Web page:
Scien­tists like Dr. Shmuel Assouline (Asso­ciate Director for Inter­na­tional Rela­tions at the Volcani Insti­tute), who moved from Morocco to Israel when he was only 16 years old, never cease devel­oping new concepts to increase effi­ciency and yields so that the country can be prepared for the future. A key factor is water, which is also provided thanks to a steady increase in the capacity of desali­na­tion plants. Israelian desali­na­tion plants currently generate an output of 550 million cubic meters annu­ally; by the end of the decade, the volume is esti­mated to increase to 750 million cubic meters. This requires a lot of energy, which should be gener­ated through a massive expan­sion of solar energy.

Water is expen­sive; wasting it is a crime.

Dr. Alon Ben-Gal

A cubic meter of desali­nated water currently costs about 50 cents, Dr. Alon Ben-Gal works out. He is an employee of the Volcani Research Center in Gilat, which conducts research on agri­cul­ture under arid and semi-arid condi­tions. The rela­tion­ship of water to CO2 and the nitrogen cycle are being studied, in addi­tion to all aspects of supplying water to crops culti­vated under desert-like condi­tions.

The lively researcher, who grew up in the USA in the northern state of Illi­nois, drives out to his test fields, navi­gating his way down bumpy dirt roads. One of his test fields is equipped with a pivot irri­ga­tion system. “The tech­nology is there, no doubt about it, along with the data collected by various sensors, satel­lites and other systems, like drones and thermal imaging. The real problem is finding out how farmers can ulti­mately make quick and precise deci­sions with this wealth of data,” says Ben-Gal, as he intro­duces his main research objec­tive. “I want to design an eval­u­a­tion system for the geo-data that will allow precise irri­ga­tion that can imme­di­ately be adjusted according to the situ­a­tion and require­ments,” says the busy researcher. His credo: Water is expen­sive; wasting it is crime.

Drip irri­ga­tion system for vegetable growing.

Water manage­ment

The prove­nience of water used for agri­cul­ture is quite varied in Israel: In addi­tion to urban waste­water and desali­nated seawater, water collected during heavy rains as well as saline ground­water and well water also play their part in the “miracle of Israeli agri­cul­ture,” as Amos Peleg puts it, former CEO at the Israelian John Deere deal­er­ship Mifram Agen­cies Ltd. Every­where, from the Negev in the south to the Golan Heights and the Lebanese border in the north, you can see elab­o­rate irri­ga­tion tech­nology, pumping stations, count­less reels with hoses and small and large basins. Here, every­thing related to water is strictly governed by the Israeli Ministry of Agri­cul­ture, under whose lead­er­ship a water supply authority oper­ates; this, in turn, is care­fully super­vised by a regu­la­tory authority. In other words: Both policy makers and the general public monitor exactly how, where, and how much water is being used. Because of this, misuse is almost incon­ceiv­able. What happens instead is that research pursuits receive a great deal of atten­tion, asking ques­tions such as whether toma­toes are best harvested dried right on the vine. Now, wouldn’t that be another clever approach to conserving water in short supply?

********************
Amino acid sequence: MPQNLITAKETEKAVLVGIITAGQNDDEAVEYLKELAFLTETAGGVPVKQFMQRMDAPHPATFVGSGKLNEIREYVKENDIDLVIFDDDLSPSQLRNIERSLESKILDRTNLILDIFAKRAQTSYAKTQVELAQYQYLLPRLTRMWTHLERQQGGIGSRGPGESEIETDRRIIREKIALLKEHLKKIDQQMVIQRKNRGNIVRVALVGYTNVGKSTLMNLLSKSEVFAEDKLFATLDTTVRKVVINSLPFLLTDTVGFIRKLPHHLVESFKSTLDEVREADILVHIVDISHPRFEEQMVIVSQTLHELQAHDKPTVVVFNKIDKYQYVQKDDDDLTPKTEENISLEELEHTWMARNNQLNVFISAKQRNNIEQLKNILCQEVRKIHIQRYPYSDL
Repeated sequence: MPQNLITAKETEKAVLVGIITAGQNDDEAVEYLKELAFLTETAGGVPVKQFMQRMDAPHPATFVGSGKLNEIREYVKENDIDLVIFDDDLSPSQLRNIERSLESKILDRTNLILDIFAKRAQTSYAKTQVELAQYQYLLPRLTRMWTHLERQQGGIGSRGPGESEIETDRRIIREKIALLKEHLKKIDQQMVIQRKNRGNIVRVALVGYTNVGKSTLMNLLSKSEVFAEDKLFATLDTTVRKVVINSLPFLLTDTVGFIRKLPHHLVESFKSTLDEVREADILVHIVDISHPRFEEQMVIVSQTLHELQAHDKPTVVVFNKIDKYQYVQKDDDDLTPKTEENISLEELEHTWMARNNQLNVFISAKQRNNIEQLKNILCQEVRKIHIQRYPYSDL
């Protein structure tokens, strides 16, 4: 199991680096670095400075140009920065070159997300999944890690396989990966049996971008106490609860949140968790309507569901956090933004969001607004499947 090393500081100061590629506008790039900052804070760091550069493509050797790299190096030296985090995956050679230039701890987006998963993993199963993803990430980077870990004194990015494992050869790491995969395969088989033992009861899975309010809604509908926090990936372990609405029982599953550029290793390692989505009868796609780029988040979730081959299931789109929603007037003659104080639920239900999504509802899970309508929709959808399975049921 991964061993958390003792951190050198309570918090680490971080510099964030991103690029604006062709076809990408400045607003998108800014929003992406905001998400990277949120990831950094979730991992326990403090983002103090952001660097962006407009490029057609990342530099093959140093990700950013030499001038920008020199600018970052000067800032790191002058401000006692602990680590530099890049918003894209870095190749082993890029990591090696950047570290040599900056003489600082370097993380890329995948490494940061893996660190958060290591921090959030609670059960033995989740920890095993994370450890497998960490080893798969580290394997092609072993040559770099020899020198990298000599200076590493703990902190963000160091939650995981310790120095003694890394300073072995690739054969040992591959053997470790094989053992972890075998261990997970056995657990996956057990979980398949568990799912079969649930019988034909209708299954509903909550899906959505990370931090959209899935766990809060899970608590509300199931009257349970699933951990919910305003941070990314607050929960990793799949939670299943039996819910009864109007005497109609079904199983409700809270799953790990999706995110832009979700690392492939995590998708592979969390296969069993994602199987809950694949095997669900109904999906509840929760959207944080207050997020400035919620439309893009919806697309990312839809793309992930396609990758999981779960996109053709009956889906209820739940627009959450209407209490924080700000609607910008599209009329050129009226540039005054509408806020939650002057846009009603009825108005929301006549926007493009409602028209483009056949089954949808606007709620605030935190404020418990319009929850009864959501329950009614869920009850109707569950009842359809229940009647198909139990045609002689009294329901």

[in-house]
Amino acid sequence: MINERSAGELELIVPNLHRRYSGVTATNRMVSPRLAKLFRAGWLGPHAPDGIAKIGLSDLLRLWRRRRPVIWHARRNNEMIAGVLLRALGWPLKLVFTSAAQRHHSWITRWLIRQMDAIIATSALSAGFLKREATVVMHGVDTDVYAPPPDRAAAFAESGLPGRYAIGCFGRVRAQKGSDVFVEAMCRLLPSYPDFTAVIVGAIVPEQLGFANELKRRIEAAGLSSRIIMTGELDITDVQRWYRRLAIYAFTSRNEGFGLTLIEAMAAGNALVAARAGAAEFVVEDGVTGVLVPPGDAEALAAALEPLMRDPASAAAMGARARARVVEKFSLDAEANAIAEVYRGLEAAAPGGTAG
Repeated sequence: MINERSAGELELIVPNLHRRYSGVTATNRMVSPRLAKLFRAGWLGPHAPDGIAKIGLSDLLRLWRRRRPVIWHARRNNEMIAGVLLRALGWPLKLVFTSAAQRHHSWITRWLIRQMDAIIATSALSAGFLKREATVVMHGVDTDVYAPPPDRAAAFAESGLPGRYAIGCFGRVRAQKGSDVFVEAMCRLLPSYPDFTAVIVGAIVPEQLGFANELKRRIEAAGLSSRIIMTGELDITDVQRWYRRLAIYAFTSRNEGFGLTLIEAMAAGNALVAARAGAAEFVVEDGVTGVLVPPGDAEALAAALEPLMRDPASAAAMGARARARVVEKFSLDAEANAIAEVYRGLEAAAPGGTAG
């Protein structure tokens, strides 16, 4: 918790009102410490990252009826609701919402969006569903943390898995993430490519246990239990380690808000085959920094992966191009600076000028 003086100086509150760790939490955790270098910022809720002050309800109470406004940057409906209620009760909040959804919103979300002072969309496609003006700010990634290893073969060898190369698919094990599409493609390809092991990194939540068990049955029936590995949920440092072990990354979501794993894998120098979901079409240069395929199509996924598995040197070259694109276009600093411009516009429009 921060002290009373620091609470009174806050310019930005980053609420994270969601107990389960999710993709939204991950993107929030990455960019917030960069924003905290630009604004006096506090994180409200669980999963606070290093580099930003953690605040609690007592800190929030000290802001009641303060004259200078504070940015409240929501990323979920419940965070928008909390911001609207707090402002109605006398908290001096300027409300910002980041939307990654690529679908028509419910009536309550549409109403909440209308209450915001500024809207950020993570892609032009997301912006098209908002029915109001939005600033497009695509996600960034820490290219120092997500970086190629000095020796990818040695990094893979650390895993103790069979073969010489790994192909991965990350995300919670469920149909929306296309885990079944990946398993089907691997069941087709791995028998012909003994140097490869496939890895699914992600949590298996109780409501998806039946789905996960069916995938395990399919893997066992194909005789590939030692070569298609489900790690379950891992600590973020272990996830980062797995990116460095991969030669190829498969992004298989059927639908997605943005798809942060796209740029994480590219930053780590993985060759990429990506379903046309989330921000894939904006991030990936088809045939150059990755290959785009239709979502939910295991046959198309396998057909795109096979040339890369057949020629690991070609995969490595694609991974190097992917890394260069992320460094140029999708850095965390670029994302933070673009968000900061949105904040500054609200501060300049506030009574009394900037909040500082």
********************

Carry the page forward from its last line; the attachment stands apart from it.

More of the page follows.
Not far from the Jordan River, the narrow border river with Jordan, Gelad Bechor is respon­sible for a 50-hectare vegetable and fruit farm near one of the oldest villages, which was founded by Zion­ists around 1900. You can find limes and mangos in the orchards, and water­melon, spinach, oregano and thyme planted in the fields.
Unlike other areas, this north­eastern region has a compar­a­tively high annual precip­i­ta­tion of up to 450 millime­ters. Never­the­less, it cannot thrive without sophis­ti­cated drip irri­ga­tion. For this reason, there is a sensi­tivity to the most precious commodity here just as there is every­where in Israel.

Entre­pre­neurs breed grasshop­pers in empty chicken farms.

The Israeli company Home Biogas develops simple micro biogas plants, which are currently in increasing demand in many African coun­tries.

New ideas for coping with scarcity

In this regard, an aware­ness of the scarcity of water appears to be bene­fi­cial for the whole spec­trum of agri­cul­tural activ­i­ties, as evidenced by new and promising ideas. For example, an Israeli company called Home Biogas has devel­oped simple yet popular micro-biogas systems that are increas­ingly in demand in many African coun­tries. For the simple reason that the methane from the small mini biogas-producing systems can be used in lieu of fire­wood from rare groves for cooking. This is a real and sustain­able made-in-Israel alter­na­tive, partic­u­larly for the rural regions that still lack a grid connec­tion.

And then there are daring entre­pre­neurs like Drar Tamir, founder of Hargol, a company trying to produce “biblical nour­ish­ment” on unoc­cu­pied poultry farms: Locusts. Yes, locusts: not as a plague, but as insects with an incred­ibly high protein content of 72 percent rela­tive to their total body weight. Seeing locusts on your plate certainly takes some getting used to. Though people may raise their eyebrows at the idea today, locusts could be consid­ered a snack and valu­able source of protein in the world of tomorrow, espe­cially in the face of the daunting chal­lenges the world faces. Either way, Israeli agri­cul­ture is thriving despite scarcity and a perma­nent state of emer­gency, which is driving many in the Israeli agri­cul­tural world to come up with extra­or­di­nary ideas and ways of using the land. Including several surprises!